Monday, December 12, 2011

Bye bye Birdie

Before the BIG snip (with Usu)

It's been a rough week. Last Sunday my eldest son, Yousof went for circumcision. At six years old he was one of the younger ones there. When we arrived at Klinik Al-Amin, he was given number 70 (the last one for the day). As we waited for his turn, I think I was more nervous than him. When I asked him if he was worried he replied "Tak takut sebab Upin & Ipin kata macam kena gigit kerengga je (I'm not scared because Upin & Ipin [cartoon characters] said it's just like an ant bite)". When it was his turn, he bravely went in by himself (no parents allowed) and came out 15 minutes later smiling. He said he didn't feel anything and just kept his eyes closed the whole time. 

Didn't hurt at all

It was only later in the car ride home that he started to feel the pain. This was because the local anaesthetic that they had given had worn off and the painkiller that he took had not set in yet. That evening and throughout the night, I felt more helpless than I have ever felt. It was heart-breaking to see him in pain. I had done all I could to ease his pain including adding another analgesic but being a child, the pain continued to bother him. So I simply stayed by his side, comforting him and coaxing him to sleep. Toilet trips and dressing the wound was a nightmare too. For the first 3 days the swelling at his glans penis (front part) was very obvious and did not recede. By the 4th day the swelling subsided but was replaced by a black discolouration of the whole area. With very minimal experience in wound healing after such a procedure I consulted my lecturers (Dr Emad, Dr Saad, Mr Salleh), also getting input from my parents, Dr Wahab and even went to visit the clinic again. Finally, I am reassured that this whole traumatic experience is just part of the healing process.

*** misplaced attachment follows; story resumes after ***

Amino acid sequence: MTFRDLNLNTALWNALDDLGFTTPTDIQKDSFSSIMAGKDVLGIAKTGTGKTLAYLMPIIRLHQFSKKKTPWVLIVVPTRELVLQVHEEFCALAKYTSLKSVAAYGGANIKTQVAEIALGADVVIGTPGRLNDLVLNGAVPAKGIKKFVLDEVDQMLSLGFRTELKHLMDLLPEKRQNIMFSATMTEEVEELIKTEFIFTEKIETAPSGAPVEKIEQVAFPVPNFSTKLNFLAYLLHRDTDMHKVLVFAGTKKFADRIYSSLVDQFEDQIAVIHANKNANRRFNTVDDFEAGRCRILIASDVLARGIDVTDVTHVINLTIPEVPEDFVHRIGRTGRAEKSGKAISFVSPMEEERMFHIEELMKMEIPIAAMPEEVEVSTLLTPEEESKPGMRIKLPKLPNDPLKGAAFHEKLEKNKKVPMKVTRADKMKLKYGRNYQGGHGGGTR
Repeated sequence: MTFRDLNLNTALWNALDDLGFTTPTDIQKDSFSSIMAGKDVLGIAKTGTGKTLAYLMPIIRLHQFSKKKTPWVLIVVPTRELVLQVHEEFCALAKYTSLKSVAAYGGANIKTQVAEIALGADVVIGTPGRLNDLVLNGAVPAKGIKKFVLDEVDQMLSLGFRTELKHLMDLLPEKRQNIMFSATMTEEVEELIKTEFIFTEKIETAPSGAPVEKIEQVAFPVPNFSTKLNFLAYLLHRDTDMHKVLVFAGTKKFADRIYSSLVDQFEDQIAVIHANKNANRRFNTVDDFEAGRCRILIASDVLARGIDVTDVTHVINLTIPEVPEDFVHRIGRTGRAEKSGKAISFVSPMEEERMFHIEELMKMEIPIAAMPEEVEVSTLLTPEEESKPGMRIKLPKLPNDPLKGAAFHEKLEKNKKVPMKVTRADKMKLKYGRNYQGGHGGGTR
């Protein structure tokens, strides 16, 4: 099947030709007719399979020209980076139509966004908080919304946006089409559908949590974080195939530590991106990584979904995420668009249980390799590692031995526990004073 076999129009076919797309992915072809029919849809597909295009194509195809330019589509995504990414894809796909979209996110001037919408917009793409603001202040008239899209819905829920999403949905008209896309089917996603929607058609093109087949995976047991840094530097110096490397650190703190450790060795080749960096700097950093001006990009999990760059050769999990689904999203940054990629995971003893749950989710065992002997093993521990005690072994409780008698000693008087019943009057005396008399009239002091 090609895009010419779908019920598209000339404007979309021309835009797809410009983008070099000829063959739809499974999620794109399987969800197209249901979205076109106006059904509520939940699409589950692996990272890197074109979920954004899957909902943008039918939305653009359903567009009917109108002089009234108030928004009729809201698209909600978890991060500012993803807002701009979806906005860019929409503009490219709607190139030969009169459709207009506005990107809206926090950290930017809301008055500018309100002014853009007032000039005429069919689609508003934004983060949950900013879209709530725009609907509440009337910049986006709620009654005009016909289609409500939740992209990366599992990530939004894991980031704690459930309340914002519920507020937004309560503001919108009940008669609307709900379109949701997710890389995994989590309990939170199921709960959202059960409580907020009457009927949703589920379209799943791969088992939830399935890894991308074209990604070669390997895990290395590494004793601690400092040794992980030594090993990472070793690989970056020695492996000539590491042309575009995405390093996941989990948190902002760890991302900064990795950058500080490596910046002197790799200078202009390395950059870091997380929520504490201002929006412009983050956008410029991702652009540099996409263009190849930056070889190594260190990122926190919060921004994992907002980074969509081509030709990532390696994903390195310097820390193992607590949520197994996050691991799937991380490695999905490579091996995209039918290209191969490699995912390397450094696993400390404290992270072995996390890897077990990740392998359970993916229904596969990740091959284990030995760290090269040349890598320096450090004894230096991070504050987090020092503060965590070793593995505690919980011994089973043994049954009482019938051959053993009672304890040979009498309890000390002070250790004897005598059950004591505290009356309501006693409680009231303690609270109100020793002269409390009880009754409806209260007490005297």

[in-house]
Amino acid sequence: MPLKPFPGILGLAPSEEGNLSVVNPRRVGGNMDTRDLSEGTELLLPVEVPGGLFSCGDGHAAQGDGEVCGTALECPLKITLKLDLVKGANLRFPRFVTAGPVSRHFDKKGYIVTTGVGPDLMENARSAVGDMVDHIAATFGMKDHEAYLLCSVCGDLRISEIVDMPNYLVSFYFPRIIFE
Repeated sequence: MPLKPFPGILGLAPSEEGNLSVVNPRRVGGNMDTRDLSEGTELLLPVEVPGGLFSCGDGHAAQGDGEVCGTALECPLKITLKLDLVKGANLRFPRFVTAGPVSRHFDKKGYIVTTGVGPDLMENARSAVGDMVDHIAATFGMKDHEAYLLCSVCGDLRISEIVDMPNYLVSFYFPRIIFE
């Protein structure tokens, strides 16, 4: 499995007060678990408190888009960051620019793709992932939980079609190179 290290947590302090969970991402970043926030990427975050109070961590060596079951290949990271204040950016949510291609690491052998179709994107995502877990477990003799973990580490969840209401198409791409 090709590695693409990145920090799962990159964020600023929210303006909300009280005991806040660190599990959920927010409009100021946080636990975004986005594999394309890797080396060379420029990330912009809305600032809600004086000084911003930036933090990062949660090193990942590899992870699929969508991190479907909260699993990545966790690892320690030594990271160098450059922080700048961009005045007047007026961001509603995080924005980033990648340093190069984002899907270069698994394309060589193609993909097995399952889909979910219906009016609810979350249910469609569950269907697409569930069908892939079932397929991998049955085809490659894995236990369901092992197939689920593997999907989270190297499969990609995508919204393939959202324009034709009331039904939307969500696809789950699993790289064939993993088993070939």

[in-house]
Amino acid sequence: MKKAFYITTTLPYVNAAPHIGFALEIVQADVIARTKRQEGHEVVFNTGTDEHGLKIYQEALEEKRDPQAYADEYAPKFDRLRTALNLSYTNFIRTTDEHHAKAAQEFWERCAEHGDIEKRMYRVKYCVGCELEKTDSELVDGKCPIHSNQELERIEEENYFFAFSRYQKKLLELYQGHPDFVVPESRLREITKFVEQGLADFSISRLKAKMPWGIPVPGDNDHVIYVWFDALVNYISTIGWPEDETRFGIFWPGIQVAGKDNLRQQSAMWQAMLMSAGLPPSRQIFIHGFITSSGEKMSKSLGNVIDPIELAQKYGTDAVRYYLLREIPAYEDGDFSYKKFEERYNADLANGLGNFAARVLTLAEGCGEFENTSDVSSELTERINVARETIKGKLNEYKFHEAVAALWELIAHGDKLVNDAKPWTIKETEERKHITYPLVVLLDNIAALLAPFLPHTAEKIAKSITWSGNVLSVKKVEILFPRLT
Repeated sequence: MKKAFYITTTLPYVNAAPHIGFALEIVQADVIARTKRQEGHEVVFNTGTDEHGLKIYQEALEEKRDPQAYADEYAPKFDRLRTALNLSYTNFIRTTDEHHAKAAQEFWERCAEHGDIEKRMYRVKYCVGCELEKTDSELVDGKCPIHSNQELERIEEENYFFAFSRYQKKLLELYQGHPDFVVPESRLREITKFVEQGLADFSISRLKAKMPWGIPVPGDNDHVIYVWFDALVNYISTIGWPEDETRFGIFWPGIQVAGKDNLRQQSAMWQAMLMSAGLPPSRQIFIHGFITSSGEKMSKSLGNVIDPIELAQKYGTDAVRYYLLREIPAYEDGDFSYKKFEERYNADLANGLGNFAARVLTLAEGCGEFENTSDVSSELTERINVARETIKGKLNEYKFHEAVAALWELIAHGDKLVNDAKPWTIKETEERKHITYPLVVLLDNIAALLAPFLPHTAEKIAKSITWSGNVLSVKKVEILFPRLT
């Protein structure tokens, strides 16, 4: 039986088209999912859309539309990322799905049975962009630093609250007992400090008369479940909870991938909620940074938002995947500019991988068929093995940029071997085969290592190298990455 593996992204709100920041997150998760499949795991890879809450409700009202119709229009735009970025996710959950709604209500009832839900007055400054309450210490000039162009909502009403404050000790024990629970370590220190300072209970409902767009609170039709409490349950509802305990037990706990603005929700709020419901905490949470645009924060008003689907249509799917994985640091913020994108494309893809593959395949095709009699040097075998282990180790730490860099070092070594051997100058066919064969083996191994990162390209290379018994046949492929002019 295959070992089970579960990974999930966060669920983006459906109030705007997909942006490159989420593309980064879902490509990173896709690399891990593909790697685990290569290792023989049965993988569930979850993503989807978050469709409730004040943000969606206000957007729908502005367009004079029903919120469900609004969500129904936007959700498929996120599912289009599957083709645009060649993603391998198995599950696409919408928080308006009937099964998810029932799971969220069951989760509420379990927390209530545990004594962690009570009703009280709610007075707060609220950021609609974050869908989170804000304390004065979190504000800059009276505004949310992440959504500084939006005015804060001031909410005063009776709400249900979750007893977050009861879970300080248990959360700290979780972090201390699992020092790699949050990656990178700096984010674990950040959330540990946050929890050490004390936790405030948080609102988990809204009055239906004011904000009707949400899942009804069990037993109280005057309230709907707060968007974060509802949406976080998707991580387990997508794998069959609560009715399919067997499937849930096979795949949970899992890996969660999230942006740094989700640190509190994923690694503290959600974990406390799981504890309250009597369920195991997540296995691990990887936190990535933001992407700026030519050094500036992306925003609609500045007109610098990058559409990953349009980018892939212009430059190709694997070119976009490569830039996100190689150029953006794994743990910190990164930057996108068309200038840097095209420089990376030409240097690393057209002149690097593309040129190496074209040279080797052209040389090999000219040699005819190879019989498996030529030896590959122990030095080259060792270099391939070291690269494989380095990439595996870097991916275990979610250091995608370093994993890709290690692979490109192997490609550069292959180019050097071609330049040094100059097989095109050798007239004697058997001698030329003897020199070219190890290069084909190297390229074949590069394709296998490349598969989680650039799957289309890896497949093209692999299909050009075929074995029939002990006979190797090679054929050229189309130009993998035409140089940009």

NOW it hurts!

I have learned two very important lessons throughout this. Firstly, there is nothing worse than seeing your child in pain (worse yet when you are the one who has to grit your teeth and inflict the pain - cleaning/dressing the wound properly so it does not get infected). Secondly, as a doctor (or anyone with a medical background), it can sometimes be difficult to be truly objective with the ones we love. It is easy to be either of 2 extremes, too complacent or too anxious. We tend to miss things or let them pass because we think we've seen worse or we know exactly what is going on, or we tend to over-analyze and jump straight to morbid worse case scenarios because of all the things we've learned and seen.

I am thankful to so many people for helping me get through this week, frazzled but sane. To my brother Izzat, my sis-in-law Zila & Umairah- thank you for coming down to Kuantan and giving us moral support that weekend. To Mr Salleh, Dr Emad, Dr Saad, Dr Wahab and Dr Naznin- thank you for your input and much needed second opinions. To Dr Norsidah & Dr Yusoff- thank you for lightening my load by covering for me at the Kulliyyah. To my parents- thank you for coming to Kuantan and always being there to support me when I need you the most.

I am hopeful that when it's Hamzah's turn, it will be plain sailing.

My turn next?


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